So assume a packet from mac A1 to mac A2 would result in a hash 0, and hash 0 would be assigned to link 1, then all future packets from A1 to A2 will actually take link1 (ensuring in order delivery). There is no adaptive loadbalancing here, so even when link1 is at 100% and link2 at 0%, the packets from A1 to A2 would still be sent over link1.
A packet from A1 to A3 would result in hash 1, and would always take link2 in this example.
Since this means that e.g. all traffic from a host to a gateway (which has the same source/dest mac), would take the same link.
To overcome this limitation, the algoritm has been updated, and can use other fields from the packet. So all current switches will take the source/dest IP from the packet for the calculation. Again, this means that all packet from/to the same hosts would take the same link.
More recent switches (not the 2910 AFAIK), will allow the Layer4 (TCP/UDP port) to be used as input for the algoritm. So when you have 2 different TCP sessions between 2 hosts, these 2 sessions could be sent over 2 links. Consider however that in case the dest TCP port remains the same, and the client TCP port (which will change per TCP session) for session 1 is 1024 and for session 2 is 1026 (increment by 2), then the resulting hash will be the same and both sessions will use the same link.
If the switch supports this, it is typically an option which needs to be configured on the switch.
All comware based switches support this, for the provision, you should consider 2920/3500/3800 models (2620 supports this, but it is only100Mbps).
Also consider that when performing 2 file copies, it is possible that the same TCP session is used, so you would not experience this benefit.
Last consideration is that each device in the chain will perform its own hash calculation. So when you have pc1 to switch1 to switch2 to pc2 (all connections with 2 links using link-agg), then it is possible that pc1 will transmit based on tcp to the switch (which is were you will see outbound good loadbalancing), but switch1 will calculate its own hash for the traffic to switch2 (in case of 2910 this will be based on source/dest ip), so it is possible all traffic is sent over 1 link, then switch2 will do its own calculation to pc2 (so if switch 2 would support tcp based loadbalancing, then traffic would be sent over 2 links again), and then it arrives on the pc2.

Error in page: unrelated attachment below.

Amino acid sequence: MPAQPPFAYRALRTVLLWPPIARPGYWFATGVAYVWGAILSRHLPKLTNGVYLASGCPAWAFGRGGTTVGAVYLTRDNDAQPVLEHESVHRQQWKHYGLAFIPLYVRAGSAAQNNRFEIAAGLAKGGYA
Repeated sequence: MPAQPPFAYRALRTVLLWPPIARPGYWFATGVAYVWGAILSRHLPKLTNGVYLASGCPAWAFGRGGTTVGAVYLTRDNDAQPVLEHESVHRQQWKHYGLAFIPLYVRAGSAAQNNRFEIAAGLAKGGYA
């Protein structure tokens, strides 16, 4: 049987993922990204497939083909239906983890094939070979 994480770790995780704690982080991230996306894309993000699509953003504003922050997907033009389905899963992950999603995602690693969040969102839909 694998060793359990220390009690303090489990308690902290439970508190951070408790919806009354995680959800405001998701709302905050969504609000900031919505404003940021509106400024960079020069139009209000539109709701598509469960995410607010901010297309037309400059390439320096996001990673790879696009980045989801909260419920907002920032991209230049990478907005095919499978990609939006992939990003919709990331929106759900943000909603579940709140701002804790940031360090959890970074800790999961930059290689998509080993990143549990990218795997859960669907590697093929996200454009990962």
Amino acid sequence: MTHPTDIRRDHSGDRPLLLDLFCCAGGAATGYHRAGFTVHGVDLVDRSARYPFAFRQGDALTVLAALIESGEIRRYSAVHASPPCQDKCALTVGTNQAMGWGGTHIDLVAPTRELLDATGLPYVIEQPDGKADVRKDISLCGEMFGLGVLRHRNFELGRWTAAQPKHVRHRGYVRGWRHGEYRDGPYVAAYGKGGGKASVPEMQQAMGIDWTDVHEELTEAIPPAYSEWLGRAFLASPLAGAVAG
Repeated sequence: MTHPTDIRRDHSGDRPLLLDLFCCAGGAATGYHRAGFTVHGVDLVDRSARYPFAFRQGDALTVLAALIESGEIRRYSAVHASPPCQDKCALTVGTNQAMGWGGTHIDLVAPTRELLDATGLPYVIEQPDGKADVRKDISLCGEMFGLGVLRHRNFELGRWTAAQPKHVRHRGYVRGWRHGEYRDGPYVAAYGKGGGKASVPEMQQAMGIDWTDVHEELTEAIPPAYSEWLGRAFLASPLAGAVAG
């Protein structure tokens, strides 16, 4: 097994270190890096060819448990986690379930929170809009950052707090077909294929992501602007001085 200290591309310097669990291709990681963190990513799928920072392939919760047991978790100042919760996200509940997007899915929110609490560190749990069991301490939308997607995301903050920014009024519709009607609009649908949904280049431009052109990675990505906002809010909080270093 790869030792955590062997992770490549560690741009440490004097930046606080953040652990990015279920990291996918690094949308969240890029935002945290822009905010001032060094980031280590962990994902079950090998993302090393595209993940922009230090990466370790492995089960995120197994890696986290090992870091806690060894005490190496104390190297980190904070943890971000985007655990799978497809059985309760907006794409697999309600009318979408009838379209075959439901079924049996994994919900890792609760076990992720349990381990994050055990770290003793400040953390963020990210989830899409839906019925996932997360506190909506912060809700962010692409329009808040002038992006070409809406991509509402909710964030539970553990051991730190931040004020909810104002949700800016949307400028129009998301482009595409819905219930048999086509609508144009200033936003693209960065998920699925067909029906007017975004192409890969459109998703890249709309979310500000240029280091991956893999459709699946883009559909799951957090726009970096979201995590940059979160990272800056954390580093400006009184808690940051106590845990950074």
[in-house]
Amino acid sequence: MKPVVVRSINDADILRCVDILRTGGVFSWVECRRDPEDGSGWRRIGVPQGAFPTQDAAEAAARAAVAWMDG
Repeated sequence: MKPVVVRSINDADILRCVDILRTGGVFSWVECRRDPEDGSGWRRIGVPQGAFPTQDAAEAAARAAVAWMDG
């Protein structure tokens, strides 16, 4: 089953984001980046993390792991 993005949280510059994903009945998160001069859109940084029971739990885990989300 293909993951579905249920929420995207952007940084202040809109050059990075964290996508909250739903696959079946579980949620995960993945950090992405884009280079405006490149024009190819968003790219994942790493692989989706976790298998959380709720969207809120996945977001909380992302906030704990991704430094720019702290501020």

The return path is again calculated based on its own rules.
So bottomline : 2x 1G links is not 2G ! if you need more performance, the only valid solution is 10G (10GbaseT is quite cost effictive nowadays).
Hope this helps,
09-30-2013 04:03 PM
You've described the physical interfaces.
What you need to look at is the IP interfaces. Regardless of the number of physical interfaces you might bond together, if they support just the one IP interface, then the switch will only ever send traffic up one of the physical links unless you figure out a way to reconfigure its hash method to something different.
09-30-2013 04:07 PM
After setting in HP network configuration utility, two bonded interfaces appear as one interface in network settings, they have one IP and one MAC address. It also appears so in cmd->ipconfig
09-30-2013 05:47 PM
If the target IP address is that single IP belonging to the bonded-pair, then the switch will only ever send frames down one physical link.
You could get traffic to use both physical links if the target IP address was varied - if you had multiple virtual NICs and multiple virtual hosts or different applications using a different one as their source address.
10-01-2013 04:52 AM
May I reveal an almost complete lack of understanding on this and try and start from a most basic position, as I too have attempted something similar to the OP without success.
My belief is that there is a distinct difference between the possibilities afforded by switch to switch LACP connections, and switch to NIC in a single machine, to the extent that it is perhaps unrealistic to even expect faster than 1Gbe over bonded multiple 1Gbe connections to a single machine?
Regardless of the hashes used etc. etc. (and indeed most of the detail in the above posts) I've concluded that one will never be able to, for example, connect an HP dual gigabit NIC via 2 cables to 2 ports on a switch like the 2910-al and see anything faster than 1Gbe (ie 125MBs at best) over the link.
Can someone confirm this please? Then I (and perhaps also the OP) can stop trying to accomplish the impossible!
But also, is this true in both directions, or as the OP observes, is it possible to transmit over both links from the machine to the switch (and beyond) but only ever receive at 1Gbe speeds because the of the hash issue etc.
The lure of the 2910-al, for example, is when it's used with a 10Gbe backplane module to a compatible 10Gbe interface on a server, for example. In this instance one might assume that multiple 2Gbe LACP connections between several workstations with dual gigabit NICs etc. would be able to communicate with bonded ports on the switch at up to 2Gbe speeds each, with a 10Gbe backplane ensuring that there was plenty of bandwidth for several such workstations to that server?
But this appears to be nonsense from what people are posting above, as while a workstation transmit speed might exceed 125MBs, the receive speeds (which is probably what people are most interested in?) will not.
Am I getting this right?
10-01-2013 02:45 PM
Think of it from the switch's point of view: it decides on a packet-by-packet basis which physical link in the link-aggregation up which to send the packet.
The way it decides is to look at the destination IP address, hash it, and match the hash to a link member.
If the destination IP address is always the same, then the hash is always the same, and so the physical link member will always be the same.
To use the second link member, you would need one of:
- varied destination IP addresses
- different hashing algorith based on something that does vary